News from the Tennessee Valley Religion
SATURDAY, MAY 26, 2007

Daily photo by John Godbey

Prepare for disasters Before you have to repair
'Never think it can't happen,' says pastor of ravaged church

By Melanie B. Smith 340-2468

When a tornado tore through Carbon Hill in Walker County in 2002, members of one small congregation, Grant's Chapel Christian Methodist Episcopal, all survived.

That was the good news.

The bad news was that their church building didn't.

The current pastor, the Rev. Rex Jarman Sr. of Decatur, said a big tree uprooted by the winds fell on the old wooden building. The blow shifted the church on its foundation, leaving it beyond repair, he said.

Five years later, the members left are still trying to rebuild, Jarman said. They did not have insurance on the building. He said it had lapsed because the insurance company wanted repairs, which were not made.

When Jarman later got the assignment to pastor the congregation, it had dwindled from about 35 members to three, he said. Most people had given up hope of rebuilding, Jarman said.

Now Grant's Chapel has 14 members and between $40,000 and $50,000 in a building fund, he said. A new church will cost $164,000, the pastor said.

"Churches need to make sure they have insurance, and not just enough on the building that stands but enough to cover rebuilding," Jarman said.

Some basics

Getting insurance is one of the basics that faith groups should do, said one of the leaders of an upcoming seminar in Decatur, "Disaster Preparedness for Churches." The program will be at St. Paul's Lutheran Church on June 11 at 6 p.m.

Ruth Ann Sipe of Lutheran Disaster Response in Mobile County said it's important for a church to have adequate insurance and for multiple leaders to know what it covers and how to contact company officials.

It's also essential that a congregation do routine maintenance on its buildings to minimize storm damage, Sipe said. A faith group should have a current inventory of its furnishings and back up computer files, she said.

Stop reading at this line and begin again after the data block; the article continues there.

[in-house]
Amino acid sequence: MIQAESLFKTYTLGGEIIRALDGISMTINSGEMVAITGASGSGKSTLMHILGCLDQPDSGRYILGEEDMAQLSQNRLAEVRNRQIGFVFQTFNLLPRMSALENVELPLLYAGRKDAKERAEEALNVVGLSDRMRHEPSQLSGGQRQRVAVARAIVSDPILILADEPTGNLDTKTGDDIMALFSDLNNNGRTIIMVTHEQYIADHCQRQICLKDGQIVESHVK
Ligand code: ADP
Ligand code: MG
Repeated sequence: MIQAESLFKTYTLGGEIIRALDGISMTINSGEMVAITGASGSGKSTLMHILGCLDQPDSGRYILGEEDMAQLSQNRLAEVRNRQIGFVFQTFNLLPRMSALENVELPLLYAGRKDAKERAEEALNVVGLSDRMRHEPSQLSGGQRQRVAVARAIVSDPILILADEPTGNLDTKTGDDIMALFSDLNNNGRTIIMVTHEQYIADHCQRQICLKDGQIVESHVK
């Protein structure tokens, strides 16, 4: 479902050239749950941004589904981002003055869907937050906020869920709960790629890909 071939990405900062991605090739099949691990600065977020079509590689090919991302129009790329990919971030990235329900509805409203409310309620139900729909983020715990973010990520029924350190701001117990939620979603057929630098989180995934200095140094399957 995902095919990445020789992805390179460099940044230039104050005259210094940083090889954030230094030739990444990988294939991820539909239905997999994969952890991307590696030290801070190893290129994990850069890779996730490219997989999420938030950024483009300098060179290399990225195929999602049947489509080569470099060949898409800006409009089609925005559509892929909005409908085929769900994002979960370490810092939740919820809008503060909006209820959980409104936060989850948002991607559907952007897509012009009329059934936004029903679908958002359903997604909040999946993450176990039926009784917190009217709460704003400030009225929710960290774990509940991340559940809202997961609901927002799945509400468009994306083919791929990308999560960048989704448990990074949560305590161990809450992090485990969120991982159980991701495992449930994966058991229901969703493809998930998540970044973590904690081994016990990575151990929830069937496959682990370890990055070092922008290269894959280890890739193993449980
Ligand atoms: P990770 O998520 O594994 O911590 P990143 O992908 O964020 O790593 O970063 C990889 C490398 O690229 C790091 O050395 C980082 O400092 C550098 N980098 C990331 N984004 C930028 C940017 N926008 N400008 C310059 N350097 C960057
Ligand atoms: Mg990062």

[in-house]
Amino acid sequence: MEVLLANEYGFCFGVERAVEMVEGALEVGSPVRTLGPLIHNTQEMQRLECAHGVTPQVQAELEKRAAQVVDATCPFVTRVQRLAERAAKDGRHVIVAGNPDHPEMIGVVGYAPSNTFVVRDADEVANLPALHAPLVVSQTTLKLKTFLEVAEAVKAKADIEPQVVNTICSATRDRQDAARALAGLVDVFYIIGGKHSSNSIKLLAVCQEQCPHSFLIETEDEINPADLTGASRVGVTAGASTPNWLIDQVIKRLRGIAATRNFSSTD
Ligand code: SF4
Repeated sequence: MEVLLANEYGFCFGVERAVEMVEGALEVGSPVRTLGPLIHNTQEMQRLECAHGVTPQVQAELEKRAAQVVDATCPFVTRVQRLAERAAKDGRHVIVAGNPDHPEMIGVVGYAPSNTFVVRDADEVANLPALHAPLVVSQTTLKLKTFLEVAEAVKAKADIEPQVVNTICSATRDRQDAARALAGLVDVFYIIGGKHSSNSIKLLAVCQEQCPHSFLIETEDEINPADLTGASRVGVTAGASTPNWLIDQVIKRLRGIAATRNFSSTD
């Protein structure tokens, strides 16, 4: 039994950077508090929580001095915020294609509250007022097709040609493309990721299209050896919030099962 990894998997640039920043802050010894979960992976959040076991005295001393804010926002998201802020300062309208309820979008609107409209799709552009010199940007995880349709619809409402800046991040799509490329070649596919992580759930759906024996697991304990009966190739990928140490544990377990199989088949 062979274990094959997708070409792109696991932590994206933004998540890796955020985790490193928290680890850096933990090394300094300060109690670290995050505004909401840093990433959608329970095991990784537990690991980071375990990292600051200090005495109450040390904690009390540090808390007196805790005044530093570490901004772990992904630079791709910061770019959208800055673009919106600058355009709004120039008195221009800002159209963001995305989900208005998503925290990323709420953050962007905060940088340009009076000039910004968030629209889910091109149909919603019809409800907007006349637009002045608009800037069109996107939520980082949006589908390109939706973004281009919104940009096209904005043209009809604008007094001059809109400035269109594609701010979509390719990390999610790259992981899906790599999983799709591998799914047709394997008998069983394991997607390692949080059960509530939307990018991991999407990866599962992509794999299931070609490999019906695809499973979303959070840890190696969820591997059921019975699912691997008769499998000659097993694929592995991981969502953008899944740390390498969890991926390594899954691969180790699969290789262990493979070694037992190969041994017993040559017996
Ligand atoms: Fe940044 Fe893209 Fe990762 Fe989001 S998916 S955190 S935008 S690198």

Leaders should keep emergency contact information on members, such as where they might go in a disaster, Sipe said. The congregation should evaluate who might have special needs, such as elderly and disabled members and single parents with small children, because they might need help in an evacuation.

Most churches don't think about such issues until it's too late, Sipe said.

The Rev. Ray McElhaney, retired pastor of First Baptist Church of Tanner, remembered some things his congregation did right on April 3, 1974. When word came that a tornado was on the ground and coming their way, "calmer heads" got the 60 people there that Wednesday into the sanctuary, he said. They crawled under the strong oak pews.

The killer storm left the sanctuary hardly damaged and no one hurt but destroyed the classrooms where most of the children had been, McElhaney said.

"The classrooms, if they had stayed there, I shudder to think might have happened," he said.

The tornado was part of a "super outbreak" that killed 28 in Lawrence, Limestone and Madison counties, plus 58 others elsewhere, according to the National Weather Service.

First Baptist of Tanner had adequate insurance and was able to rebuild, the former pastor said. It added a full basement with classrooms that double as a community storm shelter.

The basement has reinforced concrete walls and floor and has sheltered 150 to 175 people, McElhaney said.

The church added extra emergency lighting and a generator, he said.

"Never think that it can't happen to you. Don't take anything for granted," he said.

Weather records in Alabama show numerous instances of churches hit by storms and other disasters. Goshen United Methodist Church near Piedmont had 20 fatalities in 1994 when a tornado smashed the building on Palm Sunday.

Meanwhile, Grant's Chapel CME Church meets on Sundays in a Masonic hall, Jarman said. He and members believe they will get a new building. Churches like Carbon Hill First United Methodist and other CME congregations have given money and support, he said.

"We have come this far by faith, and it's faith that will see us through to the next step, which is rebuilding," he said.

More help

In addition to the June 11 program, more resources are available specifically for churches to get ready for a tornado, fire, flood or even an act of terrorism.

The Governor's Office of Faith-Based and Community Initiatives promotes congregational preparation through Be Ready Sundays; the next one is Sept. 30. The Web site provides steps to develop a plan, a checklist and bulletin inserts. The site lists Scriptures among resources. Congregations can also sign up online to join a Be Ready Coalition.

Lutheran Disaster Response has additional resources by calling (251) 824-7026.

Questions to ask now

  • Does the congregation have a plan for securing its facility?

  • Are records protected from fire or water damage?

  • Has the church considered ways to help its members and others during a disaster?

    - Yolanda Dunbar, Volunteer Center of Morgan County

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